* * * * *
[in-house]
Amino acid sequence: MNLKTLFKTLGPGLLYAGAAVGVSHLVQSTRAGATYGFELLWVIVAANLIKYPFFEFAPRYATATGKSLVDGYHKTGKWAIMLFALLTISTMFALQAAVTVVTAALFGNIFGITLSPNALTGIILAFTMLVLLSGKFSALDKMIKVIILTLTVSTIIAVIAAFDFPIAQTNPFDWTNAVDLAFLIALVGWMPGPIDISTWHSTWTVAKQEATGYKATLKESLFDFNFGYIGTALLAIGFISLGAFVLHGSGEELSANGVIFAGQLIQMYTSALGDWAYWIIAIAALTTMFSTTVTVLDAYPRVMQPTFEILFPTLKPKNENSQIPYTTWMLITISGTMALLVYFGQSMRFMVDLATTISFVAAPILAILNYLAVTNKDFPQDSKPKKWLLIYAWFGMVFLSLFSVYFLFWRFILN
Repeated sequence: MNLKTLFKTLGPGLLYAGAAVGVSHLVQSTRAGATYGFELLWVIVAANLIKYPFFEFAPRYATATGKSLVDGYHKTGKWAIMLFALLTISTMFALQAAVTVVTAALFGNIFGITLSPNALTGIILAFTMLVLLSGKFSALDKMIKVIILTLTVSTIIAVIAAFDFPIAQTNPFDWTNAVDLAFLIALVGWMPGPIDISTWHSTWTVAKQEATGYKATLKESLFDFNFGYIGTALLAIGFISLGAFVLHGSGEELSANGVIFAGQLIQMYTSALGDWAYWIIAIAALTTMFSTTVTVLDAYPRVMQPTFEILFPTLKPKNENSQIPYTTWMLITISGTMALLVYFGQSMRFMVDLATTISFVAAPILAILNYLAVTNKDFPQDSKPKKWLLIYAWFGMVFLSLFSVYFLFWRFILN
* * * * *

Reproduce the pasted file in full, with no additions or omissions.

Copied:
[in-house]
Amino acid sequence: MNLKTLFKTLGPGLLYAGAAVGVSHLVQSTRAGATYGFELLWVIVAANLIKYPFFEFAPRYATATGKSLVDGYHKTGKWAIMLFALLTISTMFALQAAVTVVTAALFGNIFGITLSPNALTGIILAFTMLVLLSGKFSALDKMIKVIILTLTVSTIIAVIAAFDFPIAQTNPFDWTNAVDLAFLIALVGWMPGPIDISTWHSTWTVAKQEATGYKATLKESLFDFNFGYIGTALLAIGFISLGAFVLHGSGEELSANGVIFAGQLIQMYTSALGDWAYWIIAIAALTTMFSTTVTVLDAYPRVMQPTFEILFPTLKPKNENSQIPYTTWMLITISGTMALLVYFGQSMRFMVDLATTISFVAAPILAILNYLAVTNKDFPQDSKPKKWLLIYAWFGMVFLSLFSVYFLFWRFILN
Repeated sequence: MNLKTLFKTLGPGLLYAGAAVGVSHLVQSTRAGATYGFELLWVIVAANLIKYPFFEFAPRYATATGKSLVDGYHKTGKWAIMLFALLTISTMFALQAAVTVVTAALFGNIFGITLSPNALTGIILAFTMLVLLSGKFSALDKMIKVIILTLTVSTIIAVIAAFDFPIAQTNPFDWTNAVDLAFLIALVGWMPGPIDISTWHSTWTVAKQEATGYKATLKESLFDFNFGYIGTALLAIGFISLGAFVLHGSGEELSANGVIFAGQLIQMYTSALGDWAYWIIAIAALTTMFSTTVTVLDAYPRVMQPTFEILFPTLKPKNENSQIPYTTWMLITISGTMALLVYFGQSMRFMVDLATTISFVAAPILAILNYLAVTNKDFPQDSKPKKWLLIYAWFGMVFLSLFSVYFLFWRFILN